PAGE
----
Concerned Citizens:

Please use the below form to make your voice heard with SCDHEC, the Army Corps of Engineers, and local representatives.



If you're a local resident, please let that be known
Top Concerns Regarding the Road to Compromise Highway 41 Plan
Please check all that apply
Please describe your thoughts regarding the "Road to Compromise" proposal. Comments that pertain directly to the negative impacts of the project as outlined in the environmental report and permit application will carry the most weight as the Army Corps of Engineers evaluates the project. This information will be sent along with the below pre-prepared letter to the Army Corps of Engineers and local representatives.
By submitting, the below form letter will be sent along with your responses:
Charleston District, Department of Army Corps of Engineers

S.C. Department of Health and Environmental Control

U.S. Fish and Wildlife, South Carolina Ecological Services Field Office

RE: USACE SAC-2018-00205 and SCDHEC HPY-V043-4Y1E2

I write to express my concern and opposition to the proposed Highway 41 “Road to Compromise” application submitted by Charleston County, and jointly noticed by the Department of the Army and the S.C. Department of Health and Environmental Control.

I am particularly concerned that initial assessments by the Corps, based entirely on information provided by Charleston County (the applicant), suggest a final determination that many of the impacts of the project are “not likely to adversely affect” critical resources in the direct footprint of the project.

I recognize that the decision whether to issue a permit is based entirely on the information and analysis generated, evaluated, and then submitted by the project sponsor, Charleston County. Therefore, I strenuously request that a public hearing is scheduled so the affected members of the community, and the appropriate federal and state certifying authorities can sufficiently evaluate all probable impacts identified by Charleston County in their application. This includes cumulative impacts of the proposed activity on the public interest, natural, cultural, and historic resources.

I respectfully request that any decision to approve or deny this permit, must consider all relevant information not analyzed and then disclosed in the application and related to the numerous cumulative negative impacts triggered by disturbing 22 acres of pristine biological resources in Laurel Hill Park that are essential for wildlife, including threatened and endangered species.

Furthermore, there are several issues I do not believe were adequately addressed in the application, which include but are not limited to:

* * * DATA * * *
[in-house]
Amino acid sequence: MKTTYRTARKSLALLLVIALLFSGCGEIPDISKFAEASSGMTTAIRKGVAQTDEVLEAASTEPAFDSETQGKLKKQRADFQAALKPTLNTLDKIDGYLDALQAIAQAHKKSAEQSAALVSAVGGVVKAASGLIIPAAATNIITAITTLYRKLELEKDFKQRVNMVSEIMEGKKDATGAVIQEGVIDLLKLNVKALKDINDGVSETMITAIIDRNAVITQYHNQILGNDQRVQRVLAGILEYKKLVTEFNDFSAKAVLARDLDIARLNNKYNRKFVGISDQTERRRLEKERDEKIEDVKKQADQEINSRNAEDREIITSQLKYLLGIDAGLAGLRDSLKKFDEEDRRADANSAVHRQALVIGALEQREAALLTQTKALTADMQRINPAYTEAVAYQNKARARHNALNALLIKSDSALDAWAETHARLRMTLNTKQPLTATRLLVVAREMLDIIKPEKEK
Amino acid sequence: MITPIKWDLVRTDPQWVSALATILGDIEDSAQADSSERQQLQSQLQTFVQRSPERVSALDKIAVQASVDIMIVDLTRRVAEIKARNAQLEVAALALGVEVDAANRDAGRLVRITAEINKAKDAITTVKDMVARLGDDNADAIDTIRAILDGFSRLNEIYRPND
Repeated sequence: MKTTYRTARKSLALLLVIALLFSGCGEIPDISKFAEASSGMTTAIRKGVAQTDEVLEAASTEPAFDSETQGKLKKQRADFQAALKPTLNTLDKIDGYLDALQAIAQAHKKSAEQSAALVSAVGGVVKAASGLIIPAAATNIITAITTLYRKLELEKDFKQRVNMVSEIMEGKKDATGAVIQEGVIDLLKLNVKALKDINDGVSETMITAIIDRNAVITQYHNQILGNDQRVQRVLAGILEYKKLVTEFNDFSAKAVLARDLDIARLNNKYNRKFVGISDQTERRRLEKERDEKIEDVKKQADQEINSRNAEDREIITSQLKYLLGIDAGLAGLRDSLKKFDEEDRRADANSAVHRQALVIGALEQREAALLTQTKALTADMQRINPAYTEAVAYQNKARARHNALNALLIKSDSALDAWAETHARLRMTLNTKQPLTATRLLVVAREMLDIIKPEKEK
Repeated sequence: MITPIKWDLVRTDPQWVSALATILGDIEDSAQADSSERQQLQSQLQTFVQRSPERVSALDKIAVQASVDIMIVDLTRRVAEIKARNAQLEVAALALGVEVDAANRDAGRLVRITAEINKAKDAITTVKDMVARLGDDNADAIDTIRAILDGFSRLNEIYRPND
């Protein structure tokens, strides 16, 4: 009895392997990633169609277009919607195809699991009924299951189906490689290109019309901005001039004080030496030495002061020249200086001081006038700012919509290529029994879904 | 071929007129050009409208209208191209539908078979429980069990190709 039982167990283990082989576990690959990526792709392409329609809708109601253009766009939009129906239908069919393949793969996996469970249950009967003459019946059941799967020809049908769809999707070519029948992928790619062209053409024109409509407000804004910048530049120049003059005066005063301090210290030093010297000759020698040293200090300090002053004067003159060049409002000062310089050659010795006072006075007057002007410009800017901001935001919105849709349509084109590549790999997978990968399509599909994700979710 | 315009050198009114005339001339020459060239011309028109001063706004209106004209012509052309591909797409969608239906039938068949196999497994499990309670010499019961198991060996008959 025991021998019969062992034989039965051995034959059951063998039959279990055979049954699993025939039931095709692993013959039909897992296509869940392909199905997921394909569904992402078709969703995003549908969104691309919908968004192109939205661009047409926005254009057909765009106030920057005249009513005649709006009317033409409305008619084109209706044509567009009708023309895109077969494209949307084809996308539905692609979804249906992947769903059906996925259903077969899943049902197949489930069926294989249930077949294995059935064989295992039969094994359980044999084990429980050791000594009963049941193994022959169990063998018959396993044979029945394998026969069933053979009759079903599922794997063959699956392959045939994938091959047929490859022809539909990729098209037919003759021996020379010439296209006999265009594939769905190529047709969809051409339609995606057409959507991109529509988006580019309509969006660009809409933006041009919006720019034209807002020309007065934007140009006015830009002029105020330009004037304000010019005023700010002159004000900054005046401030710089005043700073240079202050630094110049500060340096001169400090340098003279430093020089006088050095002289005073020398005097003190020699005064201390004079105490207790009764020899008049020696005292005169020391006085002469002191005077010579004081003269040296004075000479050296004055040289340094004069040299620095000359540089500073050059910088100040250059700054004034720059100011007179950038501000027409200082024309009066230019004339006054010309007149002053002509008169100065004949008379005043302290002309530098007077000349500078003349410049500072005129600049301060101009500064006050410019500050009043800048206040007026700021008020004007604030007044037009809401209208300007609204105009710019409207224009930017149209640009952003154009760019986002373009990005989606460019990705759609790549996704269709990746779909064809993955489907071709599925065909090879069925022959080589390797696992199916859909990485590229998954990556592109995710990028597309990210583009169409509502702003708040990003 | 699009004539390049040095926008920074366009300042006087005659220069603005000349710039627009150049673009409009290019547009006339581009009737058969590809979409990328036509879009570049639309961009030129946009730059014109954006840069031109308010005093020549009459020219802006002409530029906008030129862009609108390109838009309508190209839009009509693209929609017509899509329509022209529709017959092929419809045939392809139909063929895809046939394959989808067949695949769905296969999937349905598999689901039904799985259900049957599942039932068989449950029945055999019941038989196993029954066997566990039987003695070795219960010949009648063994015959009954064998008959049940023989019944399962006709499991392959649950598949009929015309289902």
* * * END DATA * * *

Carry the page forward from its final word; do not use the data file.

• The Laurel Hill Parkway Design would cut through a now-designated flood zone. Initial analysis indicates that the displacement of large amounts of earth through Laurel Hill Park would influence the way the surrounding neighborhoods respond to flash and non-flash flooding.
  • In 2013 a Phase I archaeological survey was completed on the property. The survey identified 19 archaeological sites within the park boundaries of varying ages between prehistoric woodland to eighteenth and nineteenth century colonial period settlements including enslaved graveyards and other various artifact scatterings. Therefore, I request that community leadership in the direct footprint of the project be included in any National Historic Preservation Act consultations with federal and state preservation officers.
  • According to U.S. Fish and Wildlife Service data, there are likely to be significant populations of endangered and threatened species that are present in old-growth pine trees in nearby Francis Marion National Forest, and that have historically been found near Laurel Hill Park.
  • The Laurel Hill Parkway design will route highway traffic through a congested pedestrian area with walkers, joggers, bicyclists, and young children that has previously experienced tragic accidents. Dramatically increasing the number of vehicles driving through this area will greatly increase the potential and probability for more accidents involving pedestrians.
  • The Laurel Hill Parkway design would also reduce the efficiency of a state highway that has been designated as a “hurricane evacuation route.” The potential for a less efficient approach would further present a safety hazard as it would be more difficult for first responders, including ambulance, firefighting, and police personnel, to move as swiftly as possible through all communities.
I respectfully request that you consider our request for a public hearing as you evaluate the legitimate concerns validating the extensive public opposition to this application approval. We believe there is a significant opportunity to work with federal and state officials on a better solution for Highway 41 that better addresses the transportation needs of the region, and mitigates the community and environmental impacts, and has the greatest benefit to Charleston County.
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